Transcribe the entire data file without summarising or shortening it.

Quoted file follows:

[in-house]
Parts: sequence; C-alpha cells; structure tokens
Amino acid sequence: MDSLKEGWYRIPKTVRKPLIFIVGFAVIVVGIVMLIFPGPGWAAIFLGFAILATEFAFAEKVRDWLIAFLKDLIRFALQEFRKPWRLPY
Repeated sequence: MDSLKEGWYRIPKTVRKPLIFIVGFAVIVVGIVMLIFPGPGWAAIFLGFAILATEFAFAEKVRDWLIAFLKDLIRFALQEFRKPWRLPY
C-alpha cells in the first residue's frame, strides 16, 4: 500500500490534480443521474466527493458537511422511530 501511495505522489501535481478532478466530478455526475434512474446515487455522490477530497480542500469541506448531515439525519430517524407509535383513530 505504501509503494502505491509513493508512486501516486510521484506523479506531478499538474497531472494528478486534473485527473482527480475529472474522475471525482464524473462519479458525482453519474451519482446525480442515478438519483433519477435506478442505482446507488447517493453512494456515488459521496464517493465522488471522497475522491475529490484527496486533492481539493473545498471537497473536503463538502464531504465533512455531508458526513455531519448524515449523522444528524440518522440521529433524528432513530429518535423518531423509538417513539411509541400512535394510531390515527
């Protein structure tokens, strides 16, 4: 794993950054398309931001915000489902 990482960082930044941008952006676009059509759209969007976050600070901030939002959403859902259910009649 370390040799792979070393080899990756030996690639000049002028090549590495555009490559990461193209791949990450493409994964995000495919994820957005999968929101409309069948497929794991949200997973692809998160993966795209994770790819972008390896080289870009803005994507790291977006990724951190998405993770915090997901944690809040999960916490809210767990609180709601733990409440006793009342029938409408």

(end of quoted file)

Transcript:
[in-house]
Parts: sequence; C-alpha cells; structure tokens
Amino acid sequence: MDSLKEGWYRIPKTVRKPLIFIVGFAVIVVGIVMLIFPGPGWAAIFLGFAILATEFAFAEKVRDWLIAFLKDLIRFALQEFRKPWRLPY
Repeated sequence: MDSLKEGWYRIPKTVRKPLIFIVGFAVIVVGIVMLIFPGPGWAAIFLGFAILATEFAFAEKVRDWLIAFLKDLIRFALQEFRKPWRLPY
C-alpha cells in the first residue's frame, strides 16, 4: 500500500490534480443521474466527493458537511422511530 501511495505522489501535481478532478466530478455526475434512474446515487455522490477530497480542500469541506448531515439525519430517524407509535383513530 505504501509503494502505491509513493508512486501516486510521484506523479506531478499538474497531472494528478486534473485527473482527480475529472474522475471525482464524473462519479458525482453519474451519482446525480442515478438519483433519477435506478442505482446507488447517493453512494456515488459521496464517493465522488471522497475522491475529490484527496486533492481539493473545498471537497473536503463538502464531504465533512455531508458526513455531519448524515449523522444528524440518522440521529433524528432513530429518535423518531423509538417513539411509541400512535394510531390515527
């Protein structure tokens, strides 16, 4: 794993950054398309931001915000489902 990482960082930044941008952006676009059509759209969007976050600070901030939002959403859902259910009649 370390040799792979070393080899990756030996690639000049002028090549590495555009490559990461193209791949990450493409994964995000495919994820957005999968929101409309069948497929794991949200997973692809998160993966795209994770790819972008390896080289870009803005994507790291977006990724951190998405993770915090997901944690809040999960916490809210767990609180709601733990409440006793009342029938409408």